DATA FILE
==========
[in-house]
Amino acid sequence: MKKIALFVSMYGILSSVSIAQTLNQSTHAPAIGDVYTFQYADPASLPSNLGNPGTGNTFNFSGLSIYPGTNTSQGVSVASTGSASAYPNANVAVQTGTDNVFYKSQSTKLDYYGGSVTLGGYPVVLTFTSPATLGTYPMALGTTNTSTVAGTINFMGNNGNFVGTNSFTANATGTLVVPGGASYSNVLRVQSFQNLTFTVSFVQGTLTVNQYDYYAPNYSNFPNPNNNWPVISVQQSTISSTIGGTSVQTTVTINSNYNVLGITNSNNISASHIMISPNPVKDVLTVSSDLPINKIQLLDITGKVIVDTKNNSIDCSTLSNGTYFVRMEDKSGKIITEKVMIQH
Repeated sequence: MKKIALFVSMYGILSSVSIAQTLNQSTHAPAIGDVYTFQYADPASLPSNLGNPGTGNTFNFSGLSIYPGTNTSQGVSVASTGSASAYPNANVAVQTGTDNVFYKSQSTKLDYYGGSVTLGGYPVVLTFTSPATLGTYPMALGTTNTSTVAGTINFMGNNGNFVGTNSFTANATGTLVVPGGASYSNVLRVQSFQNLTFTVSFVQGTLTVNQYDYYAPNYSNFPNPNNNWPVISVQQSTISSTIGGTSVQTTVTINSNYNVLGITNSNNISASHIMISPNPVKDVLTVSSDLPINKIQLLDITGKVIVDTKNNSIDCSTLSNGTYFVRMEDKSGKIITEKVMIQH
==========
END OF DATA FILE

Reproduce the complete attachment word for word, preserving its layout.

[in-house]
Amino acid sequence: MKKIALFVSMYGILSSVSIAQTLNQSTHAPAIGDVYTFQYADPASLPSNLGNPGTGNTFNFSGLSIYPGTNTSQGVSVASTGSASAYPNANVAVQTGTDNVFYKSQSTKLDYYGGSVTLGGYPVVLTFTSPATLGTYPMALGTTNTSTVAGTINFMGNNGNFVGTNSFTANATGTLVVPGGASYSNVLRVQSFQNLTFTVSFVQGTLTVNQYDYYAPNYSNFPNPNNNWPVISVQQSTISSTIGGTSVQTTVTINSNYNVLGITNSNNISASHIMISPNPVKDVLTVSSDLPINKIQLLDITGKVIVDTKNNSIDCSTLSNGTYFVRMEDKSGKIITEKVMIQH
Repeated sequence: MKKIALFVSMYGILSSVSIAQTLNQSTHAPAIGDVYTFQYADPASLPSNLGNPGTGNTFNFSGLSIYPGTNTSQGVSVASTGSASAYPNANVAVQTGTDNVFYKSQSTKLDYYGGSVTLGGYPVVLTFTSPATLGTYPMALGTTNTSTVAGTINFMGNNGNFVGTNSFTANATGTLVVPGGASYSNVLRVQSFQNLTFTVSFVQGTLTVNQYDYYAPNYSNFPNPNNNWPVISVQQSTISSTIGGTSVQTTVTINSNYNVLGITNSNNISASHIMISPNPVKDVLTVSSDLPINKIQLLDITGKVIVDTKNNSIDCSTLSNGTYFVRMEDKSGKIITEKVMIQH